putting to streets of Laoag City under water, only a few known places in Laoag were reported to have
suffered damaged electric lines, namely, at the southern approach of the Marcos Bridge which was washed
away and where the INELCO lines and posts collapsed; in the eastern part near the residence of the late
Governor Simeon Mandac; in the far north near the defendant's power plant at the corner of Segundo and
Castro Streets, Laoag City and at the far northwest side, near the premises of the Ilocos Norte National
High School. Fabico Abijero, testified that in the early morning before 6 o'clock on June 29, 1967 he
passed by the intersection of Rizal and Guerrero Streets to switch off the street lights in Area No. 9. He did
not see any cut or broken wires in or near the vicinity. What he saw were many people fishing out the body
of Isabel Lao Juan.
A witness in the person of Dr. Antonio Briones was presented by the defense to show that the deceased
could not have died of electrocution Substantially, the testimony of the doctor is as follows: Without an
autopsy on the cadaver of the victim, no doctor, not even a medicolegal expert, can speculate as to the real
cause of death. Cyanosis could not have been found in the body of the deceased three hours after her death,
because cyanosis which means lack of oxygen circulating in the blood and rendering the color of the skin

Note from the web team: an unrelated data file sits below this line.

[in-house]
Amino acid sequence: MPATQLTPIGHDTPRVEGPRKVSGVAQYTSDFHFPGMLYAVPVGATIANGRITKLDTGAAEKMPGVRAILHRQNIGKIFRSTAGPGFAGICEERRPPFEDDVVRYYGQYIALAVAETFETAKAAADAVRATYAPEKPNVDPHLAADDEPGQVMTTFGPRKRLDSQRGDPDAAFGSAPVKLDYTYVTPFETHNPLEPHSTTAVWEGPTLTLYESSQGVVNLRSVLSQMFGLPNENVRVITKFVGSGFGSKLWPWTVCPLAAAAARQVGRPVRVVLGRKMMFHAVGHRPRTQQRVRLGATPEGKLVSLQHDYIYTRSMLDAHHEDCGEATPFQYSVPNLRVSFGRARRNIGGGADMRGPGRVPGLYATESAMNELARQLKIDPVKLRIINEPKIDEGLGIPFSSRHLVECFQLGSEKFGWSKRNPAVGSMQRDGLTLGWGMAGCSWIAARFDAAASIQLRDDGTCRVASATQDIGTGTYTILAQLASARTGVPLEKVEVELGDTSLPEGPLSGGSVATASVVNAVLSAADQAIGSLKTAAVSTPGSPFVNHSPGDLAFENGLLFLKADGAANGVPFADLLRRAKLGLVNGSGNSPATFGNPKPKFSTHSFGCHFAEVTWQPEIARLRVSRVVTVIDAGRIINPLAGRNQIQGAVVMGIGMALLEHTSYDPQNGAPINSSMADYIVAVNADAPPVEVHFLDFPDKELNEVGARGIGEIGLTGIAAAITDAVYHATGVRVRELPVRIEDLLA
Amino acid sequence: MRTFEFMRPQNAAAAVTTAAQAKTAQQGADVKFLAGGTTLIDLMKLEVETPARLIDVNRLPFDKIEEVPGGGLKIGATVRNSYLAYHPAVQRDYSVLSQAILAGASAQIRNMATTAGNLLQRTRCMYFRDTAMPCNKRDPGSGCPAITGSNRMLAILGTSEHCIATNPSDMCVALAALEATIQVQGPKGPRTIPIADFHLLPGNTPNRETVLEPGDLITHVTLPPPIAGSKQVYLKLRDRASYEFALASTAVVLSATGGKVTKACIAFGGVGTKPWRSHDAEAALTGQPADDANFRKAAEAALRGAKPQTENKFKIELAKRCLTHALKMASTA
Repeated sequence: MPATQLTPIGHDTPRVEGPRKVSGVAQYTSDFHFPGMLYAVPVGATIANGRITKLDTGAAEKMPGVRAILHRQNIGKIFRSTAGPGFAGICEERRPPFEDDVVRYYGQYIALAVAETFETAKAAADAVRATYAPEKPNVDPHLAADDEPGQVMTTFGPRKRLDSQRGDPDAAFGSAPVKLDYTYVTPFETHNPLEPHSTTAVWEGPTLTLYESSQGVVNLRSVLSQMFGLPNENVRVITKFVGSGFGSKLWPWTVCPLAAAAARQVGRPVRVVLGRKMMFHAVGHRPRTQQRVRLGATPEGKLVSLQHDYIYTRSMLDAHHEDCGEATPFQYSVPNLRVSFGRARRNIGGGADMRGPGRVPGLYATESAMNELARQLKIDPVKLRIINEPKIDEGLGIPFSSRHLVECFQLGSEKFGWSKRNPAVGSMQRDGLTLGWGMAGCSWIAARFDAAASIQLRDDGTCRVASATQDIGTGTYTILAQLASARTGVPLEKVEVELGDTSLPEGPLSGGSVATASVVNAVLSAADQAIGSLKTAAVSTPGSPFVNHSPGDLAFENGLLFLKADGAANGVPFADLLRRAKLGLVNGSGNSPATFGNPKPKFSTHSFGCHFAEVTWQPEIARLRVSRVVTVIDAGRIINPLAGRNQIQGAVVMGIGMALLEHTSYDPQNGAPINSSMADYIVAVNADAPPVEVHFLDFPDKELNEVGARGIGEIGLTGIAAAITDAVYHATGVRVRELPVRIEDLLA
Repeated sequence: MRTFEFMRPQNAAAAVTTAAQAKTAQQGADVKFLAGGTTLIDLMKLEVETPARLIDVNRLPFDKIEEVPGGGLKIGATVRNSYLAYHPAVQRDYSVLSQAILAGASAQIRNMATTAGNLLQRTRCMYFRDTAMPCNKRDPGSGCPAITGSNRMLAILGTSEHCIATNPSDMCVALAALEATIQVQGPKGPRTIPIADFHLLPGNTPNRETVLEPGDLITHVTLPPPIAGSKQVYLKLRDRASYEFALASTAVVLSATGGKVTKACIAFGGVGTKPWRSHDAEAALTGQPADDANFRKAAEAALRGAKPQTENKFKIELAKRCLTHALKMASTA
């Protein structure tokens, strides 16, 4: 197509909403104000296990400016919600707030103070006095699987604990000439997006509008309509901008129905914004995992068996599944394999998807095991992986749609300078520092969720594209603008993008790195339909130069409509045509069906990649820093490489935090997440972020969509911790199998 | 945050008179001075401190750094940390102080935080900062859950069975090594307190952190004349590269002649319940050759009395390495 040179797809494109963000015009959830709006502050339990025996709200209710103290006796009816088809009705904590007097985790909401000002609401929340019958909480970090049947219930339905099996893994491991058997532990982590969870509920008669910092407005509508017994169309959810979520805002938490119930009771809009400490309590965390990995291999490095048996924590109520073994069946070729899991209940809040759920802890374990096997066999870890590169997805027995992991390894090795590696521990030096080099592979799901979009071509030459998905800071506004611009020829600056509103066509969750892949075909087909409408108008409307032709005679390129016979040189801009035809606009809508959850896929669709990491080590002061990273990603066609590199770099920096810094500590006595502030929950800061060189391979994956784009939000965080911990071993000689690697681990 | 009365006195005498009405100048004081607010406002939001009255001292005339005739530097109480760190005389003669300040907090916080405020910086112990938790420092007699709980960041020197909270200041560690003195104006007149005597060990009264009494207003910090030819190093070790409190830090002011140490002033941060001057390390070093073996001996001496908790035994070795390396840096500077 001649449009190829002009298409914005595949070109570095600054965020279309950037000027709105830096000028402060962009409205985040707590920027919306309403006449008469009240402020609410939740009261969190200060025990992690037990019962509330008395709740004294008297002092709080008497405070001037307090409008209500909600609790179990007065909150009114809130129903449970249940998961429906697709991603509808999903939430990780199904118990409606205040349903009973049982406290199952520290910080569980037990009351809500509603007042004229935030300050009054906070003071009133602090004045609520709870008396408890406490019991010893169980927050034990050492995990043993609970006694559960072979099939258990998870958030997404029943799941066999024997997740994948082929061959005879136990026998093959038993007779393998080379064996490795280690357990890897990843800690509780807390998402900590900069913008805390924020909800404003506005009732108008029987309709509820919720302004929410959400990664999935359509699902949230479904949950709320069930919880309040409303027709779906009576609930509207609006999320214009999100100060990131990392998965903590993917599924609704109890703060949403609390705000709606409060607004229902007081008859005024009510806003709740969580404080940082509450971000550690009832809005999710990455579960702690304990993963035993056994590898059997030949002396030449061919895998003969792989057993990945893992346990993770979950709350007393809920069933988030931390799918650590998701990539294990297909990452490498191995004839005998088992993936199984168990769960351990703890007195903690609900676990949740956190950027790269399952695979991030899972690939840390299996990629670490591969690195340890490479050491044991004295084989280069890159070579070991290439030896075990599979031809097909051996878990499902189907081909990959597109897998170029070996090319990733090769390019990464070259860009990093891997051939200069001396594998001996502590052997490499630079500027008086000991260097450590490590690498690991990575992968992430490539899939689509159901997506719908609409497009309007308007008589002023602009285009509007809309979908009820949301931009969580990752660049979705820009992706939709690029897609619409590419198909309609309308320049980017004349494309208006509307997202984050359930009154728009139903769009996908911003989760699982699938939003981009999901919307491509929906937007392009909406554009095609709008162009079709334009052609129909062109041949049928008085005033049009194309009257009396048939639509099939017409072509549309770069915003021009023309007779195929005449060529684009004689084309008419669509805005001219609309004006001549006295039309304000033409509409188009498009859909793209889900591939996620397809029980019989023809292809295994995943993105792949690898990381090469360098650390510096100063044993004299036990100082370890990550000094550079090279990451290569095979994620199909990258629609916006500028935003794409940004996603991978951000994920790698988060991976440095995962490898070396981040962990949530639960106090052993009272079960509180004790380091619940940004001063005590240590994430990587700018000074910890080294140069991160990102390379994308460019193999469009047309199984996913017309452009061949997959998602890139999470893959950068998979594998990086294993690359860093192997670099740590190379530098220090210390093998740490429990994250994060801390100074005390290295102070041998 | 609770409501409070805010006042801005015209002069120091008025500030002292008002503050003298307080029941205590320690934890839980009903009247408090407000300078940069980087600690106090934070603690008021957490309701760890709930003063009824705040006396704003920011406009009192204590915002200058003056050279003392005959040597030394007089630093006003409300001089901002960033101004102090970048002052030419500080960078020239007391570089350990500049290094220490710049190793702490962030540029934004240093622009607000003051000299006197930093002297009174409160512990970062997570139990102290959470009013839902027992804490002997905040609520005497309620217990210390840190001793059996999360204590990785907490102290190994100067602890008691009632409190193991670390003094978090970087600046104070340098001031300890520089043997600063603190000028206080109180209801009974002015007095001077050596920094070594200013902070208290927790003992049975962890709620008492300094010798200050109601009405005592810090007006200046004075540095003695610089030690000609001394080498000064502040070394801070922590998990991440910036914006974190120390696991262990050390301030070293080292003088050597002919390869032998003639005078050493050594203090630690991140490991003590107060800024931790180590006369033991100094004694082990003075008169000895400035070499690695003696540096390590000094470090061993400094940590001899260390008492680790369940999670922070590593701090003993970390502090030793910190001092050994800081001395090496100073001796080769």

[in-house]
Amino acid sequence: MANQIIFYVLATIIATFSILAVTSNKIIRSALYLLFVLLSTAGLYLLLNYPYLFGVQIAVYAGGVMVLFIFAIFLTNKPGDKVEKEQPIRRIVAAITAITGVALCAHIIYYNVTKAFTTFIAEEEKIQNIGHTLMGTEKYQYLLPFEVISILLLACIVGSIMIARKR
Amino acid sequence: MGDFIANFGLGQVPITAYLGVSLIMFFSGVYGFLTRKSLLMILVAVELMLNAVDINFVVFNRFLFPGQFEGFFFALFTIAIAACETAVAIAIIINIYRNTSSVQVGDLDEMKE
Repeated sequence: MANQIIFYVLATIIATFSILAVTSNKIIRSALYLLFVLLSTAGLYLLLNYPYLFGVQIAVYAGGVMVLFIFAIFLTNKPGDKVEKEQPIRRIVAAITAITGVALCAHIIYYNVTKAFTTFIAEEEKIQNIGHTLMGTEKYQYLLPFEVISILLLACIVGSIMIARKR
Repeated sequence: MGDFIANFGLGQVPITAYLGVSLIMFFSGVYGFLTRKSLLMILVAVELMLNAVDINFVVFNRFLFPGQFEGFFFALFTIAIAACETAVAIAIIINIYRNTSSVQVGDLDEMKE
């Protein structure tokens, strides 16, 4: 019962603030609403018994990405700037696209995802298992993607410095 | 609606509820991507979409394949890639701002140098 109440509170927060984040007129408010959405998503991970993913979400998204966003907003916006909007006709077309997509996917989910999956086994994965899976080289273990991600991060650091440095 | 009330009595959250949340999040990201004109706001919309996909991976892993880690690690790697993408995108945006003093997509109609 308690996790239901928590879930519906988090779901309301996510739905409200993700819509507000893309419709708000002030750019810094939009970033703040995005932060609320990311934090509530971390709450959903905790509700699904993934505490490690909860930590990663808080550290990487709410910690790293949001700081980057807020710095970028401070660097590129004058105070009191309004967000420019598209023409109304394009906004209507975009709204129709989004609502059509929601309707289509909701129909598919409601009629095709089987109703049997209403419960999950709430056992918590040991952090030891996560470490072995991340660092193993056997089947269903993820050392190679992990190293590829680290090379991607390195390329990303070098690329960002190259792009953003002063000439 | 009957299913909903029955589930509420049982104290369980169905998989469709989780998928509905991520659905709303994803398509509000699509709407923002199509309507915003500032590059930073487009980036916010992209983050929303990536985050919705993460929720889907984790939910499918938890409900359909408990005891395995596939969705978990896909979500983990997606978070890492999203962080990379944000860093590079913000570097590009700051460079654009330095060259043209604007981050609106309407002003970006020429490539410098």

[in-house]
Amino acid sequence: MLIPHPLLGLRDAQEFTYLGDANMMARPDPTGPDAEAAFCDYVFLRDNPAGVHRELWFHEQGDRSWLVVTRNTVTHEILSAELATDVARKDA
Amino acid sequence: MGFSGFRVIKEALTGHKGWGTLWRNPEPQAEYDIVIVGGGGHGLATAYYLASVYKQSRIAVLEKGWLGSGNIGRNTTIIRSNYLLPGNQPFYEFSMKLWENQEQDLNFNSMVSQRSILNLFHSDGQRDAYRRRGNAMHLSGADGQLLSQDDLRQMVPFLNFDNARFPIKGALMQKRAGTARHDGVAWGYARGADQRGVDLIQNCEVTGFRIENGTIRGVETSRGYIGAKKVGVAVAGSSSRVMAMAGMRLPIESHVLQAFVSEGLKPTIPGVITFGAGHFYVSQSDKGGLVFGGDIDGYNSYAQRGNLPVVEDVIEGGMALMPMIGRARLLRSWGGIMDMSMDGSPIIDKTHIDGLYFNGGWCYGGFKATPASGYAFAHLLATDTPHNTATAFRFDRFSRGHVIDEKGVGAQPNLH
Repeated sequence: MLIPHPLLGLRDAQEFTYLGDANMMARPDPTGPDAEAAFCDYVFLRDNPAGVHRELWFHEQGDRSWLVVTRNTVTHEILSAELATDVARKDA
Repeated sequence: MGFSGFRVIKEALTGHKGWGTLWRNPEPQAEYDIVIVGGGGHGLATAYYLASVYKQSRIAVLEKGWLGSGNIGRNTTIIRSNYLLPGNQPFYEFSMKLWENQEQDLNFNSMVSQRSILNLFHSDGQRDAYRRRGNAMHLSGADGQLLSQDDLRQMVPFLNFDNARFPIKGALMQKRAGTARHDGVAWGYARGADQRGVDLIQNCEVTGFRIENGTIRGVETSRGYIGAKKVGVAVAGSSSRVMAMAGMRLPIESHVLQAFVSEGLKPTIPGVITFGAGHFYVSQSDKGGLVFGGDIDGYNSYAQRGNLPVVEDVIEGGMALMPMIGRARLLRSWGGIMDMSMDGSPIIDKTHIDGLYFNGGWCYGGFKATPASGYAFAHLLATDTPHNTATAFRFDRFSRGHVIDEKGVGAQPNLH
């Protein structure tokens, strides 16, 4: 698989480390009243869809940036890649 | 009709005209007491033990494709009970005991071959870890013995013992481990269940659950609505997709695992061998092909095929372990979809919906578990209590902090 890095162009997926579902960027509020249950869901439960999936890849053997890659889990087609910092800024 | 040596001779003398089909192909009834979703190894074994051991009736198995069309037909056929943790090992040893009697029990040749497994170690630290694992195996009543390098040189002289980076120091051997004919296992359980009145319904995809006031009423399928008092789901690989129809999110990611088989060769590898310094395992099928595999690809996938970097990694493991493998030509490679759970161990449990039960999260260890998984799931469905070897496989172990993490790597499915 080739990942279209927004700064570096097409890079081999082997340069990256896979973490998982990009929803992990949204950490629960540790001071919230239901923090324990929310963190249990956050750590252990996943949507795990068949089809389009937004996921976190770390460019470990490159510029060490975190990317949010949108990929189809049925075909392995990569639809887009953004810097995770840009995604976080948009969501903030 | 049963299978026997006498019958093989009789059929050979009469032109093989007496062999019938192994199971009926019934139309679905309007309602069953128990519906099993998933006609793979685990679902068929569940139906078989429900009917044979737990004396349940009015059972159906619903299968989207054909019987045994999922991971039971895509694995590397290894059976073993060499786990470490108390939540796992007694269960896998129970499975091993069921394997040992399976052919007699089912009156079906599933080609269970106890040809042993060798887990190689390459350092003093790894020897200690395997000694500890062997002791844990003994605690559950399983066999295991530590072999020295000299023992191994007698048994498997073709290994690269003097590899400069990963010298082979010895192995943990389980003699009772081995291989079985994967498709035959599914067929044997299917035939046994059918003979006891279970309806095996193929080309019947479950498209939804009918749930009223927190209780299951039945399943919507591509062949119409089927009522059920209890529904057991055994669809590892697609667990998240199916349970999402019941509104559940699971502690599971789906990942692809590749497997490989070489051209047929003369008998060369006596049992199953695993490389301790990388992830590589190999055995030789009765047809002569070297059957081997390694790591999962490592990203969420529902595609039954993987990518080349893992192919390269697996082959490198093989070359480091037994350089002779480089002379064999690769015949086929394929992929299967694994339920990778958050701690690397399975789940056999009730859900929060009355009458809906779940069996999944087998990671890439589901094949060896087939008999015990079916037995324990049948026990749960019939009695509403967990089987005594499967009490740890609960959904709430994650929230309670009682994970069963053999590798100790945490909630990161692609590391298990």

purplish, appears only in a live person. The presence of the elongated burn in the left palm of the deceased
(Exhibits C-1 and C-2) is not sufficient to establish her death by electrocution; since burns caused by
electricity are more or less round in shape and with points of entry and exit. Had the deceased held the
lethal wire for a long time, the laceration in her palm would have been bigger and the injury more massive.
(CA Decision, pp. 18-21, Rollo)
An action for damages in the aggregate amount of P250,000 was instituted by the heirs of the deceased
with the aforesaid CFI on June 24, 1968. In its Answer (Vide, Record on Appeal, p. 55, Rollo), petitioner
advanced the theory, as a special defense, that the deceased could have died simply either by drowning or
by electrocution due to negligence attributable only to herself and not to petitioner. In this regard, it was
pointed out that the deceased, without petitioner's knowledge, caused the installation of a burglar deterrent
by connecting a wire from the main house to the iron gate and fence of steel matting, thus, charging the
latter with electric current whenever the switch is on. Petitioner then conjectures that the switch to said